School Board Candidate Reflects on Interim Experience

Rebecca Berlin, candidate for the White Hall seat on the Albemarle County School Board. Submitted photo.

Rebecca Berlin was appointed in January to serve as an interim Albemarle County School Board member representing the White Hall District following former member David Oberg’s resignation last fall. After a busy spring on the board, she’s now running for election in November to a full term in the seat. Joining the board just as its annual budget process was heating up, Berlin had to immerse herself in the details quickly. 

“The budget is an amazing resource for School Board members and for central office staff,” said Berlin. “It’s one of those things I wish every parent and community member would have the time to read because the amount of information in there is so helpful. I’m a big historical context person, so I like to know what’s happening now but also how we got here. When I came in, we were focused on test scores and learning loss, and I wanted to know what we are doing now, and how do we continue things that we started [such as mental health counselors] that have been helpful.”

Berlin said that the board is clearly concentrating on the achievement gaps between assessment test pass rates for students of color and their peers in other demographic groups. “Sometimes people think that the problem is just in reading, but in fact it is reading, it is math, and it is science,” where gaps exist, said Berlin. “We need to decide what should schools do, and what are the things that we are going to support in the budget? For our reading interventionists, some schools only had part of one teacher’s time each day, so we added about 15 interventionists so that all schools, including middle and high schools, are staffed.”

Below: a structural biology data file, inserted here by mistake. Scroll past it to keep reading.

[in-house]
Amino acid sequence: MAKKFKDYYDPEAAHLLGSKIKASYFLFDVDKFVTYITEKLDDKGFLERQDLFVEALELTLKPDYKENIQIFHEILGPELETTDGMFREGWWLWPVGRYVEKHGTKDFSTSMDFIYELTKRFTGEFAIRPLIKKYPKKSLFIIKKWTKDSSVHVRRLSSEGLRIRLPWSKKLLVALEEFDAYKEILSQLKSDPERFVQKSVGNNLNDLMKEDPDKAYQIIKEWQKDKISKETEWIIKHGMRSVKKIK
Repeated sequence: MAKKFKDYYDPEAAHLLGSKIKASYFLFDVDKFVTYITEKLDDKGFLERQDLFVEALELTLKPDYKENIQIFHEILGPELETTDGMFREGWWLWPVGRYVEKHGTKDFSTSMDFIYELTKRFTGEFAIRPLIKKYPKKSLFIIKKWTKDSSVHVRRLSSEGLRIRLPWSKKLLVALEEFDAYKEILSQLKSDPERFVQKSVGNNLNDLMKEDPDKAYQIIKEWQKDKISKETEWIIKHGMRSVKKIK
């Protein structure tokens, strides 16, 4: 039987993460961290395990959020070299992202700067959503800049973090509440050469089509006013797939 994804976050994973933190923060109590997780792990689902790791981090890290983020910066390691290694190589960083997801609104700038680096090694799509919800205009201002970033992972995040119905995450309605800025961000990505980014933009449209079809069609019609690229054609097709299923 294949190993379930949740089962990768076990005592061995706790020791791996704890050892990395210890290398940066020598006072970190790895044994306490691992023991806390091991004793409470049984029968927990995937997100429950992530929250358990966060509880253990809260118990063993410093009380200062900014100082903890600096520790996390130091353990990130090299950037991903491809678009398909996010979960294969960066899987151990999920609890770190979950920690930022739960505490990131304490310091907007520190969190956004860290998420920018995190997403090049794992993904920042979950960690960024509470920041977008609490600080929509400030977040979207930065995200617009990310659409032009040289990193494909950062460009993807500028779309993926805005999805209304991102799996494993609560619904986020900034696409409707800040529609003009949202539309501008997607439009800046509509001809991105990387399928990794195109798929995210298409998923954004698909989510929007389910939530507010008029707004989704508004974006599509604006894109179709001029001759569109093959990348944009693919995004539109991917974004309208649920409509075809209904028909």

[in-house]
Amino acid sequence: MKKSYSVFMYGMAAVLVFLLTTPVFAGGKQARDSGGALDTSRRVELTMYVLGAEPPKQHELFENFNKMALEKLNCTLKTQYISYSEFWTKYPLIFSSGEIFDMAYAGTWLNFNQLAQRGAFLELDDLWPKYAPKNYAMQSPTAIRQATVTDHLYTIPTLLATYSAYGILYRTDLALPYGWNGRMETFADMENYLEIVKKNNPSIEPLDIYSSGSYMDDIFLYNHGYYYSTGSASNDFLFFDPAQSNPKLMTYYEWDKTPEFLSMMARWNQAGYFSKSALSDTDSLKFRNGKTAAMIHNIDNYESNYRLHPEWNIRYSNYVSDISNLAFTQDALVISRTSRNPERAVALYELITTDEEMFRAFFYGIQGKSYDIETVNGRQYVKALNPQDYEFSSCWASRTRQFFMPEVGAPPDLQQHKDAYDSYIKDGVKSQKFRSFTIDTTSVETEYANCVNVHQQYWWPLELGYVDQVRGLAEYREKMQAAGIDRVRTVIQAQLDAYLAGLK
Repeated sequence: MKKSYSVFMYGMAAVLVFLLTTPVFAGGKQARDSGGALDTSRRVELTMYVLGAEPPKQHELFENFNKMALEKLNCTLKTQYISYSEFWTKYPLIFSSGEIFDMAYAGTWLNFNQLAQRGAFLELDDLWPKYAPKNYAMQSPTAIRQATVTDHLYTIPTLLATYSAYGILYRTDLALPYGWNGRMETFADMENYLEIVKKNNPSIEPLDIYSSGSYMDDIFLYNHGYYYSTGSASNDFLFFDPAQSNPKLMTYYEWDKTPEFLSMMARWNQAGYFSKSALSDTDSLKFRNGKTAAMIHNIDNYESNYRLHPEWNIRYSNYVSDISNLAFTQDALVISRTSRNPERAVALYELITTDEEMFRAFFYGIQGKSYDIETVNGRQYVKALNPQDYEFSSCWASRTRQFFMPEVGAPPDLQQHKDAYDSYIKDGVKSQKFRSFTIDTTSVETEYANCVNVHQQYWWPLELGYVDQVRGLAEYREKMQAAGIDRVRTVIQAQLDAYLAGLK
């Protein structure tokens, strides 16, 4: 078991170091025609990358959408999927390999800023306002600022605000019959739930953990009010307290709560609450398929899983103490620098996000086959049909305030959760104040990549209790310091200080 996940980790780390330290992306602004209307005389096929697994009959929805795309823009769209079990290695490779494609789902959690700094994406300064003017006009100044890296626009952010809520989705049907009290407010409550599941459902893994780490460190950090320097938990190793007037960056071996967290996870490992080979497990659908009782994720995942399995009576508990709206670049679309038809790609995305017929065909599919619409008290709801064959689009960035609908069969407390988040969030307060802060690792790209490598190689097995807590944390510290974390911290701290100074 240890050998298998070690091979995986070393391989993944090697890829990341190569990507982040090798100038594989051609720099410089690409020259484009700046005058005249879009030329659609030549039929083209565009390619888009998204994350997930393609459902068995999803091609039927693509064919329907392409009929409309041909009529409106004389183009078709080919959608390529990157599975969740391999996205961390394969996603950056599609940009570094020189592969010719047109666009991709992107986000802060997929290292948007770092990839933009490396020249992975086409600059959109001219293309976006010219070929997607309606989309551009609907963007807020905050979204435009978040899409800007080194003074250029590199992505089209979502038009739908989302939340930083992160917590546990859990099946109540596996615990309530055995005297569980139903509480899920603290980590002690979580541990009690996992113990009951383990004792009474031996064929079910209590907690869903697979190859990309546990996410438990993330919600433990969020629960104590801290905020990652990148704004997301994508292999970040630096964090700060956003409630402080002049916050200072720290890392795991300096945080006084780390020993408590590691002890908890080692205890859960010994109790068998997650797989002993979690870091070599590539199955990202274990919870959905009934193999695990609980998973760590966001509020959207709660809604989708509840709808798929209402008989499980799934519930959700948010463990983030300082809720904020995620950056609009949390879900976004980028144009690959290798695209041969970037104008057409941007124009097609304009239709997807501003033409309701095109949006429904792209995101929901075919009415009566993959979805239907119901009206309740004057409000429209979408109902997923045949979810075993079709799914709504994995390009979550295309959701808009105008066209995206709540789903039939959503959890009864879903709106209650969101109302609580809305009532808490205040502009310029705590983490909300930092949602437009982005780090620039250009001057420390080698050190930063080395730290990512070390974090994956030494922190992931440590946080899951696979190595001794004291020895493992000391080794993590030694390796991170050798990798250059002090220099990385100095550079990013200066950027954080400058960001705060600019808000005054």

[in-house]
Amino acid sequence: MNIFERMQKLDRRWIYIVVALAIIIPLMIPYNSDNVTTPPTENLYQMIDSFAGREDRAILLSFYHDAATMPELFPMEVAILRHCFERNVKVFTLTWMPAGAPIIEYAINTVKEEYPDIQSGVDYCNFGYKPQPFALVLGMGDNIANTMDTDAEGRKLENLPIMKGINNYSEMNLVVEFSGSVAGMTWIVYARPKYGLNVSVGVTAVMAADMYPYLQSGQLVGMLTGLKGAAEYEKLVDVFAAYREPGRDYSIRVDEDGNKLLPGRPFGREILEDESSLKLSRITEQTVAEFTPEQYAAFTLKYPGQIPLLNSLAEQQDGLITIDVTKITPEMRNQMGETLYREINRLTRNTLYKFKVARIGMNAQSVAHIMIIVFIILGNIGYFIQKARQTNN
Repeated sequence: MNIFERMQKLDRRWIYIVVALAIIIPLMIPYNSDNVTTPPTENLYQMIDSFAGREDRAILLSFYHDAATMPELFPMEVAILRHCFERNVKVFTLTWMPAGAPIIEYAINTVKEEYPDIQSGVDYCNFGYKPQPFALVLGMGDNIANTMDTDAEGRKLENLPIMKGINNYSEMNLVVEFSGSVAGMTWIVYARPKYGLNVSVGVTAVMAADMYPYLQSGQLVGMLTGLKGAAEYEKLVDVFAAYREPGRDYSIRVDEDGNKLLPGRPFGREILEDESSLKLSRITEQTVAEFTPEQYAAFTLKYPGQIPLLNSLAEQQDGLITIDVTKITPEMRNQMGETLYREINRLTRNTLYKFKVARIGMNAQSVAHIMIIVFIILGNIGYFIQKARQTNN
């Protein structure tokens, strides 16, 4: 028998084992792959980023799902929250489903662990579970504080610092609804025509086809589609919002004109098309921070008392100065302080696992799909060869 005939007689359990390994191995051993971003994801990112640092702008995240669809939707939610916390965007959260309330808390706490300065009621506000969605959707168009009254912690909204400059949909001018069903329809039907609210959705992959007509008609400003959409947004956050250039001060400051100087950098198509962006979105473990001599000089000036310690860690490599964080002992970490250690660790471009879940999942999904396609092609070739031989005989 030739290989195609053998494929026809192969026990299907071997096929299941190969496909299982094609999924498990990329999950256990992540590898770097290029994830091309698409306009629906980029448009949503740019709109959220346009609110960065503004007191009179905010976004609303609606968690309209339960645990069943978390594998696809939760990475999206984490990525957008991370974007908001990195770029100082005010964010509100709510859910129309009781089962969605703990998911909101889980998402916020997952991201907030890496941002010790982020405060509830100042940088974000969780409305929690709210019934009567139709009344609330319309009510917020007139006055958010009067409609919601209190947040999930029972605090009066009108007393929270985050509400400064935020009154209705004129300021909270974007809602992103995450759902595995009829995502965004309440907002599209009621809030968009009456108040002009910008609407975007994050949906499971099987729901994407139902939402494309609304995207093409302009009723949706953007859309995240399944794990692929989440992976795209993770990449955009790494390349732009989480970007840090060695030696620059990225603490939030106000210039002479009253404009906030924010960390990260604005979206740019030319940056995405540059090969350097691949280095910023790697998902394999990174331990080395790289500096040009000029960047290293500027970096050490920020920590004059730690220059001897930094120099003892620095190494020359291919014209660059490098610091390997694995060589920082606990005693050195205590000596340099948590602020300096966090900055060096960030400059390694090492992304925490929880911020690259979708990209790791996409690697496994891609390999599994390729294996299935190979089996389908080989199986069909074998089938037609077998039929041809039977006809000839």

One addition to the budget proposed by Superintendent Matt Haas was funding for one School Resource Officer [SRO]—a county police officer who spends time in schools interacting with students and preventing dangerous or unlawful behavior—to be centered at Albemarle High School. “I’m a proponent of this as a test,” said Berlin. “As a researcher, I’m looking at both sides of the story as well as talking to white, Black, and brown students, and there is not one answer. I want to make sure that [the SRO] is someone who can be a support to the community as well as someone who is there in an emergency, and that we keep collecting data about whether everyone feels comfortable and safe.”

ACPS recently proposed a $257 million budget for 2023-24, a 45% increase over the budget adopted in 2017-18, though student enrollment has increased by only 1% over that span. “That [disconnect] is one of the biggest concerns I hear from people,” said Berlin. “But as we think about our student population, particularly coming out of the pandemic, there’s a huge range of student needs—mental health, behavioral, academic—and one teacher can’t do it all. So, the question is how do we bring in additional services to make sure that students get what they need and also that we give teachers the support they need so they’re not burning out.”